State Member for Mulgrave Curtis Pitt has asked the Newman LNP Government what happened to the
funding that was set aside by Labor for the $32 million Cairns Special School.
Mr Pitt, the former Minister for Disability Services, said the school was to become a flagship for the
education of students with disabilities, to ensure that our students with disabilities in the Cairns region
have access world class special education programs.
“There is already a strong need for resources for students with disabilities in the Far North and this
demand is increasing,” Mr Pitt said.
“The special school would have not only created up to 125 additional placements for students, but
would have relieved pressure on other education services for students with a disability in the region.
“The former Labor Government had committed a total of $25 million in capital funding from the existing Department of Education growth capital funding. This wasn’t new money and the commitment was fully costed.
“Has this money now been directed elsewhere and if so, why has the Newman Government put plans
for the Cairns Special School on the backburner?
“The LNP Government has form redirecting funds, in its first year shelving the $33 million Cairns CBD
redevelopment, the $57 million entertainment precinct project and the $12 million Mareeba airport
“During my first speech to parliament this term, I flagged that I wanted the support of the LNP members for Cairns and Barron River to push for the construction of a $32 million special school for Far North Queensland.
“I call on Gavin King and Michael Trout to work with me to ensure this vital initiative becomes a reality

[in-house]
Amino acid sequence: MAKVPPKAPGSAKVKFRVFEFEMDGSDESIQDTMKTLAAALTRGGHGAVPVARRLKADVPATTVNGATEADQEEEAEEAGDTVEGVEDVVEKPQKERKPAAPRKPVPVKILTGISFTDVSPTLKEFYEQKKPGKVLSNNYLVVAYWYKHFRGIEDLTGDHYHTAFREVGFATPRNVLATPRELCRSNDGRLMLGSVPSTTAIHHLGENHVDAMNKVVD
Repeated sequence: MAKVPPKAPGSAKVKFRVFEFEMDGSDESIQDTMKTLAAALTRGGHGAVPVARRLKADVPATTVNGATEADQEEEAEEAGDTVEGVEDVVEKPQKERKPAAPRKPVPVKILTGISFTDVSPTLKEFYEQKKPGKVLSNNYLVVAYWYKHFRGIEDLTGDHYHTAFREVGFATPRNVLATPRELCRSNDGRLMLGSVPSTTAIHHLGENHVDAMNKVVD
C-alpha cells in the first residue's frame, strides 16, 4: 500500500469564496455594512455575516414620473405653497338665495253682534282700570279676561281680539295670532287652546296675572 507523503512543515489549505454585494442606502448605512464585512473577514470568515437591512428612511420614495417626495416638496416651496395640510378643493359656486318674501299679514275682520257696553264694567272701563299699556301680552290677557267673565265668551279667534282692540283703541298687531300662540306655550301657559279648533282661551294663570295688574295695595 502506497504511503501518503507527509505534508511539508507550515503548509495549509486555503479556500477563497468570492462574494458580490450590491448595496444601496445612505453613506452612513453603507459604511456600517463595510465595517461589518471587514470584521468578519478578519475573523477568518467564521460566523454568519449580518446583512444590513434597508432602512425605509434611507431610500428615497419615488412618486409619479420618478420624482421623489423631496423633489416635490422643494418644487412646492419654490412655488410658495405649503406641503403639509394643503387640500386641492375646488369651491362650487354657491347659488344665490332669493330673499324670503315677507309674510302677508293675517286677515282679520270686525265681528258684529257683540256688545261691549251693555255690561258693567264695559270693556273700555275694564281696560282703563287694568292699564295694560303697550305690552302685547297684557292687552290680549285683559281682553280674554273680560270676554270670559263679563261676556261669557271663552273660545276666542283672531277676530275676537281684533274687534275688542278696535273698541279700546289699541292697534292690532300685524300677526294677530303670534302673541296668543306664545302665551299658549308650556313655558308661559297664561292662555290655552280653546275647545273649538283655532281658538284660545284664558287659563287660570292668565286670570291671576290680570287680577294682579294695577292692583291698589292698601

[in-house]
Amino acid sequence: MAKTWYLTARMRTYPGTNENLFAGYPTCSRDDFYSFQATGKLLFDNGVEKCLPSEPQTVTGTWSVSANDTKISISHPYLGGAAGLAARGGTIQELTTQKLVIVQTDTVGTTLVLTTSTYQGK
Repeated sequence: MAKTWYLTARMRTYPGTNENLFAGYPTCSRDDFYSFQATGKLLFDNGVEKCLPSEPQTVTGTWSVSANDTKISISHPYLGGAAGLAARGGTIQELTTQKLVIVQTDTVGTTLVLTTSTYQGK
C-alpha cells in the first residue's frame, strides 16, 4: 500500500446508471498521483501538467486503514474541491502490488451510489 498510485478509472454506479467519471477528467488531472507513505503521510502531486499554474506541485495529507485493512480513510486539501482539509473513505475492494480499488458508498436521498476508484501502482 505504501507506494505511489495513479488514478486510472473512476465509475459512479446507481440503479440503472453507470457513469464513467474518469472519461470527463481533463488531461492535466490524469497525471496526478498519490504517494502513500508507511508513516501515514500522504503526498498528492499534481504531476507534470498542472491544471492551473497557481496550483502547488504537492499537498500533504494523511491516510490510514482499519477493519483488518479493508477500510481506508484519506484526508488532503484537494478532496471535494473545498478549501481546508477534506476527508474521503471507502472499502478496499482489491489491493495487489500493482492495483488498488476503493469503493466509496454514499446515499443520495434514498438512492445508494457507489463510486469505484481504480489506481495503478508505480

for our region.
“I understand Disability Services Minister Tracy Davis will be in Cairns tomorrow so it provides a perfect
opportunity Mr King and Mr Trout to ask what the future holds for this project.”
Mr Pitt said under Labor, construction on the Cairns Special School was to have commenced in this
year to be ready for students to enrol for the 2014 school year.
“Two sites were identified by Education Queensland – Bentley Park College and Trinity Bay State High
School, already home to the School of Distance Education and Flexible Learning Centre,” he said.
“My preference would be Bentley Park College but this special school would be welcome anywhere in
the region to ensure the provision of quality education for the broader Far North Queensland
Mr Pitt said he was acutely aware that there are mixed views in the community about educational
approaches for students with disabilities.
“I know there are some parents who want their son or daughter with a disability to have a fully
integrated educational experience and this is why many schools have special education units,” he said.
“There are others who believe the best approach is a special school that has a singular focus on
students with disability.
“Our system can cater for both and provide choice for students with disability, their parents and their
Mr Pitt said in 2011–12, the previous Labor Government injected more than $20 million to upgrade
Queensland’s 43 state special schools.